To prepare the avgolemono, heat the remaining 2 tablespoons butter in a pan. Stir in the flour, and after cooking over low heat for 1 minute, gradually add 2 cups of the hot cooking liquid from the meat. Stir until the sauce comes to a boil. Meanwhile, in a small bowl, beat the two remaining egg yolks and add the lemon juice, droplet by droplet, beating all the while. Beat a little of the thickened cooking liquid into the yolk mixture, then add the yolks to the pan of hot liquid. Mix well and cook over low heat until thickened. Pour the hot sauce over the pork and celery, garnish with parsley or celery leaves and serve warm.

NOTE: Celeriac may be substituted for the celery. Use 2-1/2 pounds of celeriac, and peel, quarter, and cut it into 1/2 inch slices before adding it to the pork. A little scraped, diced carrot may be added with the celery.

From: “The Food of Greece” by Vilma Liacouras Chantiles. Avenel Books, New York.

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HAPPY MOUTH — December, 2007

On December 19, 2007, members of the Happy Mouth Supper Club, along with guests Julie, Terry, and Adam, dined at Zola’s in Covington. It was Ed’s month to pick, and we really enjoyed the convivial pub atomosphere of Zola’s. Comfortable, fun and unpretentious. The burgers are widely rumored to be the best in town, and based on what we ate, there is little reason to doubt that claim. We had the upstairs room pretty much to ourselves, and we made very merry indeed.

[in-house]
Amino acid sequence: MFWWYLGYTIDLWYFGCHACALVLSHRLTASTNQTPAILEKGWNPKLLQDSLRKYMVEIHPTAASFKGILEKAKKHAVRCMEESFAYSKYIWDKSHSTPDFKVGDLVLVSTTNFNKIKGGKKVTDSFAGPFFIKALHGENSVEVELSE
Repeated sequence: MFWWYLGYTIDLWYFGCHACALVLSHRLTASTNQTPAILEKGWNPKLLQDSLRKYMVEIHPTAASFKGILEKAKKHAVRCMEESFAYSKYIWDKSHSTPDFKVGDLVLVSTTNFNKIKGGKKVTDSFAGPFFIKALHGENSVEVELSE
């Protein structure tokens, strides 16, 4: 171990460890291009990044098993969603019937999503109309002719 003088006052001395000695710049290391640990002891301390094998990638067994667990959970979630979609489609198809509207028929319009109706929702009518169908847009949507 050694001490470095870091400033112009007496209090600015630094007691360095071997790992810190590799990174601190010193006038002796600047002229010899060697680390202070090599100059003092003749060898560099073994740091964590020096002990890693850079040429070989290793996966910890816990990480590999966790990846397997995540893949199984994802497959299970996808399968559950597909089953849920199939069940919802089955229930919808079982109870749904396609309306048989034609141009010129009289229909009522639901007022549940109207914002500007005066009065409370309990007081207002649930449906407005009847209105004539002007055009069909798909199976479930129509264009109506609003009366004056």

RECIPE 52: Baked Brie

-= Exported from BigOven =-

Baked Brie

Recipe By:
Serving Size: 8
Cuisine:
Main Ingredient:
Categories: Easy, Appetizers

-= Ingredients =-
1 Brie Round ; 5-6 Inch Diameter French Brie
1 Pastry Dough ; Pepperridge Farm Frozen is fine
1 Egg
2 tablespoons Milk

-= Instructions =-
Preheat oven to 400.

Completely enclose cheese in pastry.

Make egg wash of egg and milk. Put brie on baking sheet with seam side of dough down. Cut garnish of leaves, flowers, etc., from scraps of pastry and decorate top of Brie. Brush with egg wash.

Bake for 20 minutes or until the outside is golden, reduce the oven temperature to 325 degrees and cook for 20 minutes longer.

Let baked brie sit for some time (1 hour) after cooking otherwise the cheese inside is molten.

Serve with crackers.